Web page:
The former mayor of London, who had presented the politics programme with David Mellor for the past eight years, denied that his comments had led to the radio station’s decision not to renew his contract this year.
LBC, which is owned by Global Radio, the UK’s largest commercial radio operator, has also decided not to renew Mellor’s contract.
Livingstone told the Guardian that LBC informed him in early April he could not present the two-hour Saturday morning show during the EU referendum campaign because of Ofcom impartiality rules.
He said he had given station management two letters from Ofcom stating that he did not represent Labour.
Livingstone has appeared on LBC’s Saturday show as a guest in the wake of the antisemitism row, but has not been on the station since then.
“I was told on Monday that my contract would not be renewed,” Livingstone said. “It was an annual contract and doesn’t run out until the end of July/early August. I’ve been on every Saturday since September 2008 except for when I’ve been on holiday … and a break ahead of the 2012 mayoral election.”
An LBC spokesman said Livingstone would not return to his presenting role.
The Saturday show had about 300,000 listeners, compared with about 50,000 when he took over the 10am-midday timeslot, Livingstone said, and was running “neck-and-neck” with Radio 4.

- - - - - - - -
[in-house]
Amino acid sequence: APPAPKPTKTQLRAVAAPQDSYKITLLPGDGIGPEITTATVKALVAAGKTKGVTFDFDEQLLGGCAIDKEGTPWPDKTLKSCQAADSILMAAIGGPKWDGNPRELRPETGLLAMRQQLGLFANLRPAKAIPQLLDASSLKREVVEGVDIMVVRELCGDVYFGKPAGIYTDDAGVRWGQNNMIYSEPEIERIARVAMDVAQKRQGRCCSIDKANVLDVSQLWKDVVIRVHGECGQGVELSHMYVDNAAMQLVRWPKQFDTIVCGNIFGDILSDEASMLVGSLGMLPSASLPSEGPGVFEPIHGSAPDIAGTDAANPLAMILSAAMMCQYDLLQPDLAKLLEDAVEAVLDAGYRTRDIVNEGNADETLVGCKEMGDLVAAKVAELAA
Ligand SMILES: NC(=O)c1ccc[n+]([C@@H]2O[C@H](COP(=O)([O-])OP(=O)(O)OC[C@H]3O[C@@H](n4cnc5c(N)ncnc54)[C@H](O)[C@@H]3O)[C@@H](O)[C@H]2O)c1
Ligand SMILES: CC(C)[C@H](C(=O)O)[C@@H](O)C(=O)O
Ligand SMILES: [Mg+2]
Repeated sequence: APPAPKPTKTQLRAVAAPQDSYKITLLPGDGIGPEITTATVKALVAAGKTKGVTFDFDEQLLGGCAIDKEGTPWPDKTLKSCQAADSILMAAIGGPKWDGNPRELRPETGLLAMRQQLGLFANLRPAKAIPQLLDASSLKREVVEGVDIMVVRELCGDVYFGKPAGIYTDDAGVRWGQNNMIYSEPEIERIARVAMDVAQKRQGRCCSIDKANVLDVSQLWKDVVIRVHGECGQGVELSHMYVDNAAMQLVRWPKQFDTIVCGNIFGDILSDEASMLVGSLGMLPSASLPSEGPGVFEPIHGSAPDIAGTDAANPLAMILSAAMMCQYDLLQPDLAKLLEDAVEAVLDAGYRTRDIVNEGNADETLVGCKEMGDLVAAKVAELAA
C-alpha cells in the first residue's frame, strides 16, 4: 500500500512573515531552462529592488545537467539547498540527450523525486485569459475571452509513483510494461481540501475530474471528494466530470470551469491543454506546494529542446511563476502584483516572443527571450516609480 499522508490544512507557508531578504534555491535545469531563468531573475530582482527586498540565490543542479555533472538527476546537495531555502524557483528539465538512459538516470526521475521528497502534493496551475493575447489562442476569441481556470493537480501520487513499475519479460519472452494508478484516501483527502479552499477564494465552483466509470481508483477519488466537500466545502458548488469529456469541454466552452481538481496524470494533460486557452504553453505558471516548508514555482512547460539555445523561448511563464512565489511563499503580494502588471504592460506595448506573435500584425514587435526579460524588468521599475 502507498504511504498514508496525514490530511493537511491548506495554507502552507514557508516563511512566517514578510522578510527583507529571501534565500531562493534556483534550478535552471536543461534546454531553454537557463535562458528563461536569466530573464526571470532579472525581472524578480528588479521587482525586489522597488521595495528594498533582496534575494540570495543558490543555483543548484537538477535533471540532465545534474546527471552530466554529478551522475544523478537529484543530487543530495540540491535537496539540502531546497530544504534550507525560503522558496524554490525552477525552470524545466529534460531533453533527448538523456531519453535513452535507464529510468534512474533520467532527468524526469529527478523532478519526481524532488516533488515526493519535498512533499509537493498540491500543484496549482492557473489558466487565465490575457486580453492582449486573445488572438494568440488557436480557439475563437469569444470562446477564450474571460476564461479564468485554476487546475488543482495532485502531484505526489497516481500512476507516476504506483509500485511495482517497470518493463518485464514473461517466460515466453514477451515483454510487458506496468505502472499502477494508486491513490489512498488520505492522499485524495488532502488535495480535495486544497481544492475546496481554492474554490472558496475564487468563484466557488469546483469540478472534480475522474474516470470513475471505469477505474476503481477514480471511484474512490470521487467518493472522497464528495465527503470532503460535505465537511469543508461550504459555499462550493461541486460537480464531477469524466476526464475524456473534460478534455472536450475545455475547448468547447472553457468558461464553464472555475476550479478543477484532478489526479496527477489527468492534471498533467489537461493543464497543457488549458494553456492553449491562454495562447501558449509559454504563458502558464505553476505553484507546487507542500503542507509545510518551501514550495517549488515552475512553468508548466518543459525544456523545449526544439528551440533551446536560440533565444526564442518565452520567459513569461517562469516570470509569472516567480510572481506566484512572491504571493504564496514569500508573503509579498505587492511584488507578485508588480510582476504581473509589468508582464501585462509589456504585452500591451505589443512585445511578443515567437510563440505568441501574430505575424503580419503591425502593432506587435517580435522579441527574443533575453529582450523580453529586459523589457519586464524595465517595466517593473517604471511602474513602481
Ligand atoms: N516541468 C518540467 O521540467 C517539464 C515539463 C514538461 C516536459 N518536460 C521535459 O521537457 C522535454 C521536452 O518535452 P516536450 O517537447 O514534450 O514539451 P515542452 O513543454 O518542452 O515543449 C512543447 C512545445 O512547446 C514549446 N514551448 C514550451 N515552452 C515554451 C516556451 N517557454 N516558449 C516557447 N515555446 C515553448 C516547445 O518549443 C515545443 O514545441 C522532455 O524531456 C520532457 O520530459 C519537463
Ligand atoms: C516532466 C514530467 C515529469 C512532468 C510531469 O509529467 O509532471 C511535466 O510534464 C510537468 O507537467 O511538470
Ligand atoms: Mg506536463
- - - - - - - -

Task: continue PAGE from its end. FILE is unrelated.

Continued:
It had also been well supported by advertisers, he added. “It’s surprising that a capitalist company is doing this. David [Mellor] isn’t happy either,” he said. “People would stop me on the street and say how much they liked the show.”
Livingstone questioned whether the Tories may have leaned on LBC bosses to take him off the show.
The controversy arose when Livingstone said in a BBC London interview last month that Hitler had supported Zionism “before he went mad and ended up killing 6 million Jews”, and also claimed there was a “well-orchestrated campaign by the Israel lobby to smear anybody who criticises Israeli policy as antisemitic”.
Livingstone maintained his stance on Saturday. “No paper or media organisation has shown that what I said was wrong,” he said.
Labour suspended Livingstone in late April for “bringing the party into disrepute”, and Jeremy Corbyn said the party was “not tolerating antisemitism in any form whatsoever”.
Livingstone said Labour’s Blairite wing had used the controversy as an opportunity to remove him from the national executive committee, the party’s ruling body.
He gave up his place on the committee this month, losing his most influential role in the party.
This article was written by Chris Johnston, for theguardian.com on Saturday 28th May 2016 14.45 Europe/Londonguardian.co.uk © Guardian News and Media Limited 2010